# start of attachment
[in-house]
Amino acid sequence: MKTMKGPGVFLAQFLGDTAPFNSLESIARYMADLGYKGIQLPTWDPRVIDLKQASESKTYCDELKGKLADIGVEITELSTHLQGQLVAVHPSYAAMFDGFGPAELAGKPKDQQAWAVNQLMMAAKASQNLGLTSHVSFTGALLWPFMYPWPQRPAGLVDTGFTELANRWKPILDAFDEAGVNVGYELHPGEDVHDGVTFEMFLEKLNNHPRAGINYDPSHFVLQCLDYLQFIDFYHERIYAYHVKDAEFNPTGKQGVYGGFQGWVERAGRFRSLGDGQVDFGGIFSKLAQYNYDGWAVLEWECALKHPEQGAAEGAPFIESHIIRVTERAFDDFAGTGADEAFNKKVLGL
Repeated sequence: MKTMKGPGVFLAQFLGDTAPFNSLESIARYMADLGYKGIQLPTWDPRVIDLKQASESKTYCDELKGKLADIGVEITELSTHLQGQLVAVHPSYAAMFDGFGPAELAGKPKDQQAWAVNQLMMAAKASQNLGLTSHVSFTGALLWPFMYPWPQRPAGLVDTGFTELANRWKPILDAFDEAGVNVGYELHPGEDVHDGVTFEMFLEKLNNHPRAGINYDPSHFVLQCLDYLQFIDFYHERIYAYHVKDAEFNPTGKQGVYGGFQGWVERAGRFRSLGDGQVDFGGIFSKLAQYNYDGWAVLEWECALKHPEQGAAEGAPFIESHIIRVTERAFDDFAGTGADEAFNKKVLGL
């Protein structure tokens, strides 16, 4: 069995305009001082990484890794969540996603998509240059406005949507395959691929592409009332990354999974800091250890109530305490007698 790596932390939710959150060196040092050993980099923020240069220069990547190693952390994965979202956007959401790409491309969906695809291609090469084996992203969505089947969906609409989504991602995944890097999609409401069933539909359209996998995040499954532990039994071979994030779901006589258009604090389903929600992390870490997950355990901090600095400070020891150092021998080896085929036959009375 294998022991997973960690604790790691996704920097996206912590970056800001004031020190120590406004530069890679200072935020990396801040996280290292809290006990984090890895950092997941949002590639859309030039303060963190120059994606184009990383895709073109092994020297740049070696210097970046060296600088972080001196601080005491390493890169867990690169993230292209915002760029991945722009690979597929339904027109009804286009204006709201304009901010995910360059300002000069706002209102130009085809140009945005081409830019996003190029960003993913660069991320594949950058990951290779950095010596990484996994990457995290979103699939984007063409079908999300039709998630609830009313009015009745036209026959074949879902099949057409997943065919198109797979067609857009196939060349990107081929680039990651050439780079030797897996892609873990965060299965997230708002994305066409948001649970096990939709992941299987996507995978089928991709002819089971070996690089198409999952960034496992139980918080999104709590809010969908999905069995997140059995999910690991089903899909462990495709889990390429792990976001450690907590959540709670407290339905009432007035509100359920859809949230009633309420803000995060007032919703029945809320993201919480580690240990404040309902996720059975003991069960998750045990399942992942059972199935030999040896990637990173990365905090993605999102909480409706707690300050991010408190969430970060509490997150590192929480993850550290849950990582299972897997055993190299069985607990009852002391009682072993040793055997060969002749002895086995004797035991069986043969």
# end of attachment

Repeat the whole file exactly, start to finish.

[in-house]
Amino acid sequence: MKTMKGPGVFLAQFLGDTAPFNSLESIARYMADLGYKGIQLPTWDPRVIDLKQASESKTYCDELKGKLADIGVEITELSTHLQGQLVAVHPSYAAMFDGFGPAELAGKPKDQQAWAVNQLMMAAKASQNLGLTSHVSFTGALLWPFMYPWPQRPAGLVDTGFTELANRWKPILDAFDEAGVNVGYELHPGEDVHDGVTFEMFLEKLNNHPRAGINYDPSHFVLQCLDYLQFIDFYHERIYAYHVKDAEFNPTGKQGVYGGFQGWVERAGRFRSLGDGQVDFGGIFSKLAQYNYDGWAVLEWECALKHPEQGAAEGAPFIESHIIRVTERAFDDFAGTGADEAFNKKVLGL
Repeated sequence: MKTMKGPGVFLAQFLGDTAPFNSLESIARYMADLGYKGIQLPTWDPRVIDLKQASESKTYCDELKGKLADIGVEITELSTHLQGQLVAVHPSYAAMFDGFGPAELAGKPKDQQAWAVNQLMMAAKASQNLGLTSHVSFTGALLWPFMYPWPQRPAGLVDTGFTELANRWKPILDAFDEAGVNVGYELHPGEDVHDGVTFEMFLEKLNNHPRAGINYDPSHFVLQCLDYLQFIDFYHERIYAYHVKDAEFNPTGKQGVYGGFQGWVERAGRFRSLGDGQVDFGGIFSKLAQYNYDGWAVLEWECALKHPEQGAAEGAPFIESHIIRVTERAFDDFAGTGADEAFNKKVLGL
């Protein structure tokens, strides 16, 4: 069995305009001082990484890794969540996603998509240059406005949507395959691929592409009332990354999974800091250890109530305490007698 790596932390939710959150060196040092050993980099923020240069220069990547190693952390994965979202956007959401790409491309969906695809291609090469084996992203969505089947969906609409989504991602995944890097999609409401069933539909359209996998995040499954532990039994071979994030779901006589258009604090389903929600992390870490997950355990901090600095400070020891150092021998080896085929036959009375 294998022991997973960690604790790691996704920097996206912590970056800001004031020190120590406004530069890679200072935020990396801040996280290292809290006990984090890895950092997941949002590639859309030039303060963190120059994606184009990383895709073109092994020297740049070696210097970046060296600088972080001196601080005491390493890169867990690169993230292209915002760029991945722009690979597929339904027109009804286009204006709201304009901010995910360059300002000069706002209102130009085809140009945005081409830019996003190029960003993913660069991320594949950058990951290779950095010596990484996994990457995290979103699939984007063409079908999300039709998630609830009313009015009745036209026959074949879902099949057409997943065919198109797979067609857009196939060349990107081929680039990651050439780079030797897996892609873990965060299965997230708002994305066409948001649970096990939709992941299987996507995978089928991709002819089971070996690089198409999952960034496992139980918080999104709590809010969908999905069995997140059995999910690991089903899909462990495709889990390429792990976001450690907590959540709670407290339905009432007035509100359920859809949230009633309420803000995060007032919703029945809320993201919480580690240990404040309902996720059975003991069960998750045990399942992942059972199935030999040896990637990173990365905090993605999102909480409706707690300050991010408190969430970060509490997150590192929480993850550290849950990582299972897997055993190299069985607990009852002391009682072993040793055997060969002749002895086995004797035991069986043969």